Star Trek Guide

Picard: 5 Classic Star Trek Characters We Hope To See (& 5 We Don't)

When news of Patrick Stewart’s return to the beloved character of Captain Jean-Luc Picard broke at the Las Vegas Star Trek Convention in 2018, fans erupted into applause. One of the most well-respected actors was returning to one of the most well-loved characters in the history of the Star Trek franchise, and CBS was going to detail just what had happened to the intrepid Captain of the USS Enterprise-D in the twenty years since his last appearance.

While Patrick Stewart has said he would only return to the role if he felt the script and story were first rate, he surely isn’t the only one to feel that way. We’re sure there will be more than one familiar face from The Next Generation, Voyager, and even Deep Space 9 that will have reoccurring parts, cameos, or guest spots. Here are five of the characters we hope to see, and five we’d prefer not to.


Can there really be a Picard show without Number One? William Riker was not only a staple character from TNG, but he was also Jean-Luc's surrogate son. It would be fascinating to see what new levels of maturity the charming Commander had gained in the twenty years since he served under Captain Picard.

When we last encountered Riker, he was Captain of the USS Titan, and given how reluctant he was to command his own starship, it would be fun to see how his Starfleet career played out with him in the captain's chair. Plus, we know Jonathan Frakes is scheduled to direct at least one episode, so it's not a stretch to think he'd be willing to put on a Starfleet uniform again.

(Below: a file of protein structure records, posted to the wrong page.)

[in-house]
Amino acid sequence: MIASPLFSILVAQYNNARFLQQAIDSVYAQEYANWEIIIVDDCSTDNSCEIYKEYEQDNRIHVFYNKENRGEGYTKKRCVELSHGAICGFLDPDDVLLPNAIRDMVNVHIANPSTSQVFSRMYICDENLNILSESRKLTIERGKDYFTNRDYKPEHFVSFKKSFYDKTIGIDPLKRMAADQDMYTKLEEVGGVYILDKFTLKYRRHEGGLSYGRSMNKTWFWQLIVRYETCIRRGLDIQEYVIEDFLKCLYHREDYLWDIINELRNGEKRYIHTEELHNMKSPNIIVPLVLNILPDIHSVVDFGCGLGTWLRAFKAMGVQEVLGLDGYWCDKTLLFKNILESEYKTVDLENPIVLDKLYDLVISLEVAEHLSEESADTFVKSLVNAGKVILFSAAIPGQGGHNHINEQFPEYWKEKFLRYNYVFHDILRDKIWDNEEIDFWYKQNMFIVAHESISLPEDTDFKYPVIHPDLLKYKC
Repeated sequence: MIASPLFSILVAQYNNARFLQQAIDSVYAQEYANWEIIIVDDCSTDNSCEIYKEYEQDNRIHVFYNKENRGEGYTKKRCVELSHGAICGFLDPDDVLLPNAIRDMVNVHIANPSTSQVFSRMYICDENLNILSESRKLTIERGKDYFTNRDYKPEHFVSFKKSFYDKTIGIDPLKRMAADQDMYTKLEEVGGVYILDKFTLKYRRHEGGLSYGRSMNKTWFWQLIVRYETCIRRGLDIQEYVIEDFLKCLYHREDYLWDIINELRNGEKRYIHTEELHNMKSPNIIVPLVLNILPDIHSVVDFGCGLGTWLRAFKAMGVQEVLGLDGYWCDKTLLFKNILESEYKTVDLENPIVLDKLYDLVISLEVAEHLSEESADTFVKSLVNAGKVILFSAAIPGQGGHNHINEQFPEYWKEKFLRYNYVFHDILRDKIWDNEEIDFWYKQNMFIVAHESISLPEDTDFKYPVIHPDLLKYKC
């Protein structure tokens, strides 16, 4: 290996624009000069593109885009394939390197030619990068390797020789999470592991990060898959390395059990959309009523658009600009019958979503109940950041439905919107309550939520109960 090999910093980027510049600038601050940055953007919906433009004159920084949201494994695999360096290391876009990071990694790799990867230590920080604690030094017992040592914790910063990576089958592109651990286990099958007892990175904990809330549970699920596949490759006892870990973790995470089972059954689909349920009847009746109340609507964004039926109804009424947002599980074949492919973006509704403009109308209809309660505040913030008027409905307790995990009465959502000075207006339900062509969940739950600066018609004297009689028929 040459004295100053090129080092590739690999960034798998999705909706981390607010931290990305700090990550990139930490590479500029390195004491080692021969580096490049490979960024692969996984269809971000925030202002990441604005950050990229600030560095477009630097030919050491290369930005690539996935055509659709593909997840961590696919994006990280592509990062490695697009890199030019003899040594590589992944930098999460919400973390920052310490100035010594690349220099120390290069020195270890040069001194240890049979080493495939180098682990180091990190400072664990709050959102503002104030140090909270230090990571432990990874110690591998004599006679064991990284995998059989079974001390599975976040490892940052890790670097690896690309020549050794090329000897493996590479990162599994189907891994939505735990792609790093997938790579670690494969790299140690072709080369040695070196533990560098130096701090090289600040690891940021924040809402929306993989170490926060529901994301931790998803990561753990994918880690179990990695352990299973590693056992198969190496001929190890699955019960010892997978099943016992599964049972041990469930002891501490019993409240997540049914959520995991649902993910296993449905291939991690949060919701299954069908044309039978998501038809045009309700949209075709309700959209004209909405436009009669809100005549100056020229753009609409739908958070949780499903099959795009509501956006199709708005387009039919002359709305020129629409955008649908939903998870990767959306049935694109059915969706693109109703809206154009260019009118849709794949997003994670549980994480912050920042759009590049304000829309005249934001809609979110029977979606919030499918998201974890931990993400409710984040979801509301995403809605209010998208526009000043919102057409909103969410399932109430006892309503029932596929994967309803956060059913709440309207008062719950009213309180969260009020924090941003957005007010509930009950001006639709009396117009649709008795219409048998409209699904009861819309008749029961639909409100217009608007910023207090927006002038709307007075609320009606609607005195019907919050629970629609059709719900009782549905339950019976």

In some ways, it’s not Wesley’s fault we hate him. Gene Roddenberry wrote him as a bit of a “boy wonder”, so his over-enthusiastic pluck was always going to be aggravating. When last we saw young Wesley, he was following the “Traveler” to unravel the mysteries of the universe and answer some of life’s most prescient questions.

The question about whether or not anyone really cares if Wesley got answers is entirely up to how you view the character. True, Wil Wheaton’s all grown up now and has been making self-effacing appearances on The Big Bang Theory (which recently had its series finale), but does anyone want to see a middle-aged version of Wesley?


Can we really expect that Q has left Picard alone for twenty years? Even if Picard was given the position of Starfleet Ambassador, a role suited for his diplomatic and loquacious personality, are we to think Q wouldn't have still popped up unexpectedly to meddle in his bureaucratic affairs? Some of their best exchanges revolved around matters of morality and ethics, with Picard always a perpetual optimist in the tenacity of the human spirit.

The only possible issue is aging. As Q is immortal, he wouldn't have aged like Picard did. Unless of course he felt compelled to adopt an older appearance to make himself more relatable to his longtime verbal sparring partner.


Captain Kathryn Janeway and Captain Picard have a lot in common - they’re both cultured, have dry senses of humor, and favor diplomacy. However, unlike Picard, Janeway became an Admiral (as far as Nemesis goes), and therefore may have little amiable contact with Picard given how much he didn’t care for the Starfleet admiralty.

There’s no doubt Kate Mulgrew still has the acting chops (Red on Orange is the new Black, anyone?), but Janeway has violated the Prime Directive so many times it would be a wonder she wasn’t in the brig twenty years later. Maybe a guest appearance to debate the real issues; Earl Grey Tea (Hot) vs Coffee.


Always a bright light in every room, Deanna Troi was the epitome of a ship's counselor with her compassion and empathy for every crew member (even Barclay). After serving on Picard's ship, she married Riker at the end of Nemesis, and went on to be ship’s counselor aboard his ship, the USS Titan. It would be interesting to see if it wasn't a twenty year period of wedded bliss - their arguments were as legendary as their love, after all.